Over the past several days since the election, protesters across the country have taken to the streets to denounce Donald Trump, the now President-elect of the United States. In cities from New York to San Francisco people have been protesting the election results for more than five days, chanting "not my president" and blocking roads and highways. But all of these demonstrations beg the question: does protesting an election do anything? Not exactly. But it does serve to show people both in America and abroad that Trump might have been elected, but many people in this country still reject his policies and will continue to stand up and speak out against them.
The protests are fueled by various policy proposals Trump made during his campaign, notably his promise to deport millions of undocumented immigrants and build a wall along the southern U.S. border with Mexico.
"What we are going to do is get the people that are criminal and have criminal records, gang members, drug dealers, where a lot of these people, probably two million – it could be even three million – we are getting them out of the country or we are going to incarcerate," Trump told 60 Minutes in his first interview since the election, according to The Independent. "Be we’re getting them out of the country, they’re here illegally."
One demonstration organized by immigration lawyer Noelle Yasso in Manhattan was specifically in response to Trump's immigration stance, according to CNN. Yasso said:
The main purpose is to tell Donald Trump he can't just deport 11 million undocumented people. They're here to stay and we stand in solidarity with them. They're saying, 'Are we going to be deported tomorrow?' People don't know what will happen and they're very scared."
Some of the most intense protests have been staged in Portland, Oregon, where protesters have been marching on highways, stopping traffic and doing their best to make their point by disrupting daily life. One of the primary organizers of the Portland protests is 23-year-old Lewis & Clark Law student Gregory McKelvey, who says the demonstrations are just one way for people to push for progress and deal with their sadness and anger regarding Trump's election.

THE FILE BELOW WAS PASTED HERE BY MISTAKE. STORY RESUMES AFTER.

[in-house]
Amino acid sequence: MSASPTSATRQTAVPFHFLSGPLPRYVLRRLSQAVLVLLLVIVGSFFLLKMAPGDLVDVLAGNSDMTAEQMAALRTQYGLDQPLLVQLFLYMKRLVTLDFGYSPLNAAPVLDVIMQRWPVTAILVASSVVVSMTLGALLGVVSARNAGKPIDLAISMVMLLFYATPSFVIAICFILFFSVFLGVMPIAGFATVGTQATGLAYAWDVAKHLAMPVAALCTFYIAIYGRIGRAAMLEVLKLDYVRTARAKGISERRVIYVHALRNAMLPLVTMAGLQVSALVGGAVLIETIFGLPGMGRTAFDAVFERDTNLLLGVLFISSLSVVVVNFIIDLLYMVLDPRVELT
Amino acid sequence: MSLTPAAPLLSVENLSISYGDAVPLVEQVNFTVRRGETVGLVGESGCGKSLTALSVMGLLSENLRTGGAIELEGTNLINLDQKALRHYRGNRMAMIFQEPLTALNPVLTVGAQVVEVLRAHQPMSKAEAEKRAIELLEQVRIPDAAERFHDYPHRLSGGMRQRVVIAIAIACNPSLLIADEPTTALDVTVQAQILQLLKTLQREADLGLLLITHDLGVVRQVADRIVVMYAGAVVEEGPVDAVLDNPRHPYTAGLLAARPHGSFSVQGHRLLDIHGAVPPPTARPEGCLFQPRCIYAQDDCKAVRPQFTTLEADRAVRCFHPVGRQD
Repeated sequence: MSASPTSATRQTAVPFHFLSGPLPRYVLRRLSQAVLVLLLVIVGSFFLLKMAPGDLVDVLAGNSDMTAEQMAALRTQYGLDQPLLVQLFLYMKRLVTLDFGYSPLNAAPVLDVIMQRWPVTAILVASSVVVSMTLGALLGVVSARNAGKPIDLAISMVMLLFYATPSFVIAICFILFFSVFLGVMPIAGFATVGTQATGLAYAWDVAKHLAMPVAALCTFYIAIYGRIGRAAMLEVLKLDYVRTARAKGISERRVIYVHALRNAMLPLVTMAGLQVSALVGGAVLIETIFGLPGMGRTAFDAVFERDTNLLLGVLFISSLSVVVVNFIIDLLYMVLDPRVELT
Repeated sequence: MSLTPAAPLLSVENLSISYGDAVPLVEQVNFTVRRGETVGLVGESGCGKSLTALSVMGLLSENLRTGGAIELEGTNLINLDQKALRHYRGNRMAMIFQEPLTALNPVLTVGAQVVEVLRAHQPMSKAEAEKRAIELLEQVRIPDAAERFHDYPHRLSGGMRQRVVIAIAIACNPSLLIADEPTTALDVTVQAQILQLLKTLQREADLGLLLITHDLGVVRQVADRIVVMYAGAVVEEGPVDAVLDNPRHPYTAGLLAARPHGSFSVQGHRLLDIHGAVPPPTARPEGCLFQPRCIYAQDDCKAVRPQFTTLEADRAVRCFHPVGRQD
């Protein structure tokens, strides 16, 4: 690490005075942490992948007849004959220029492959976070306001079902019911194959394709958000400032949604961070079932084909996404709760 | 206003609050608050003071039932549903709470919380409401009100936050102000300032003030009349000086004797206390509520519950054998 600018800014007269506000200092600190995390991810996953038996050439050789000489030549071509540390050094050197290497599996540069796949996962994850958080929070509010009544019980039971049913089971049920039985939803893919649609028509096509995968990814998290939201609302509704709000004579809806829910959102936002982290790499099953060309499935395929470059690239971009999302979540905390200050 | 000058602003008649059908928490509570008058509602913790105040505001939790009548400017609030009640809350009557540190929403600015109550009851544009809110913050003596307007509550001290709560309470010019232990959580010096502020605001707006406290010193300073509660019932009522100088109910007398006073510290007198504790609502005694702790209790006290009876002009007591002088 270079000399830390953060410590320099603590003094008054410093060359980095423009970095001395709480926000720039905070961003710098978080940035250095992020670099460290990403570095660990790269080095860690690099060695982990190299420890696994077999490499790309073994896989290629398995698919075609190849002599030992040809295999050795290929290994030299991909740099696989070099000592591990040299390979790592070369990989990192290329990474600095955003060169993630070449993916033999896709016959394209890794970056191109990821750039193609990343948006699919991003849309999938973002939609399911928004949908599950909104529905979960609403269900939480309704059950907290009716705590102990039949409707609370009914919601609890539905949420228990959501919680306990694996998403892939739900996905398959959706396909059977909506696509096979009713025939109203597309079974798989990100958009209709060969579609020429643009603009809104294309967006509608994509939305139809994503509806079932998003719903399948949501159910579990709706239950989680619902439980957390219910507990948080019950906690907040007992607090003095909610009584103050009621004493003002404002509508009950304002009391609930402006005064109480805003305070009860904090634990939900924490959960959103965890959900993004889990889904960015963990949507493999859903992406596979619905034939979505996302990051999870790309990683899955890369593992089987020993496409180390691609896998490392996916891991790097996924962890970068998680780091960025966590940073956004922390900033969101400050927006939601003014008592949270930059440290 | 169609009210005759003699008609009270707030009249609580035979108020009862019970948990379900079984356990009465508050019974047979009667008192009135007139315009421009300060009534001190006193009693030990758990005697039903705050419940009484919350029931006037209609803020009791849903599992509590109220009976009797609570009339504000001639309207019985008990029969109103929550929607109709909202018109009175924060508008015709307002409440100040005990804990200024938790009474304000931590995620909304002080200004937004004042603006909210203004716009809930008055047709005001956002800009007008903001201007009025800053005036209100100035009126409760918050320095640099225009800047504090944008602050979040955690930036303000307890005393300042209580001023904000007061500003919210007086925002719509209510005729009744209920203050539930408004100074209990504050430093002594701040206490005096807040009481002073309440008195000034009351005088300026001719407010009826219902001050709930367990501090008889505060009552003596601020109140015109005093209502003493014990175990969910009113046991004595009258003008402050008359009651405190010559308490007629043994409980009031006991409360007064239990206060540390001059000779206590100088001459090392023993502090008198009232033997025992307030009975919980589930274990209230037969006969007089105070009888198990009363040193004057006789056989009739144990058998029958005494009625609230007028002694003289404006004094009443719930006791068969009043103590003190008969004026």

"Sometimes it comes out as anger but I think most people are just sad that this is our country right now and they’re looking for a little bit of hope and I think Portland can be that hope," McKelvey told Portland's KGW. "It’s all we got."
Besides taking to the streets in protest, there are other ways to voice your dissatisfaction with the election result: pressure your own Congressional representatives to stand up for causes you believe in. On Twitter, former Congressional staffer Emily Ellsworth tweeted instructions on the best way to get your representative's attention: call them. Skip social media and emails, and just give them an old fashioned jingle.
Ellsworth, a registered Republican who campaigned for Hillary Clinton, told CNN:
Like a lot of people, I've been reeling from the election. So I thought people might like to know how you mobilize and activate individual communities to reach each member of Congress. I just thought I have this knowledge and I did this for six years and it's probably important for people to know what those specific actions are.
Besides phone calls, she also suggests organizing and inviting Congressional staffers to your events, and encouraging like-minded folks to run for office.
The election is over and whether you voted for Trump or not, he will become the 45th American president. No protest will change that — though enough protest (where white people actually physically join) could demand accountability and prevent further action against marginalized communities. But the act of speaking up, being heard, and putting Trump and his administration on notice that the American people are watching is worthwhile, even if no amount of marching can change the fact that we face four years of Trump in the White House.